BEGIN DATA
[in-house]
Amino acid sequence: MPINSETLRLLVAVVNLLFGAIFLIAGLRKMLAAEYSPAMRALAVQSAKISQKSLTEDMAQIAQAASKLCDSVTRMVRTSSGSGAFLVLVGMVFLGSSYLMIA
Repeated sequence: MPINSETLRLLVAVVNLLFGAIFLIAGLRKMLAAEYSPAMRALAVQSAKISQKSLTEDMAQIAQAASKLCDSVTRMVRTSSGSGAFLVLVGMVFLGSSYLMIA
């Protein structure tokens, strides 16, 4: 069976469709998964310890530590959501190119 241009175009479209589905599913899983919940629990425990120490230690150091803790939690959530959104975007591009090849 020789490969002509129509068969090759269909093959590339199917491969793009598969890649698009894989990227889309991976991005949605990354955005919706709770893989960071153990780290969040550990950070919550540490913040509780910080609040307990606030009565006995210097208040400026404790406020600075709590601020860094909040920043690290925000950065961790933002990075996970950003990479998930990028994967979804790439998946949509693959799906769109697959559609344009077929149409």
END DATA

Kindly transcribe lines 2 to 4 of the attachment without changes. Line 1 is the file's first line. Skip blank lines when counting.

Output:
Amino acid sequence: MPINSETLRLLVAVVNLLFGAIFLIAGLRKMLAAEYSPAMRALAVQSAKISQKSLTEDMAQIAQAASKLCDSVTRMVRTSSGSGAFLVLVGMVFLGSSYLMIA
Repeated sequence: MPINSETLRLLVAVVNLLFGAIFLIAGLRKMLAAEYSPAMRALAVQSAKISQKSLTEDMAQIAQAASKLCDSVTRMVRTSSGSGAFLVLVGMVFLGSSYLMIA
């Protein structure tokens, strides 16, 4: 069976469709998964310890530590959501190119 241009175009479209589905599913899983919940629990425990120490230690150091803790939690959530959104975007591009090849 020789490969002509129509068969090759269909093959590339199917491969793009598969890649698009894989990227889309991976991005949605990354955005919706709770893989960071153990780290969040550990950070919550540490913040509780910080609040307990606030009565006995210097208040400026404790406020600075709590601020860094909040920043690290925000950065961790933002990075996970950003990479998930990028994967979804790439998946949509693959799906769109697959559609344009077929149409």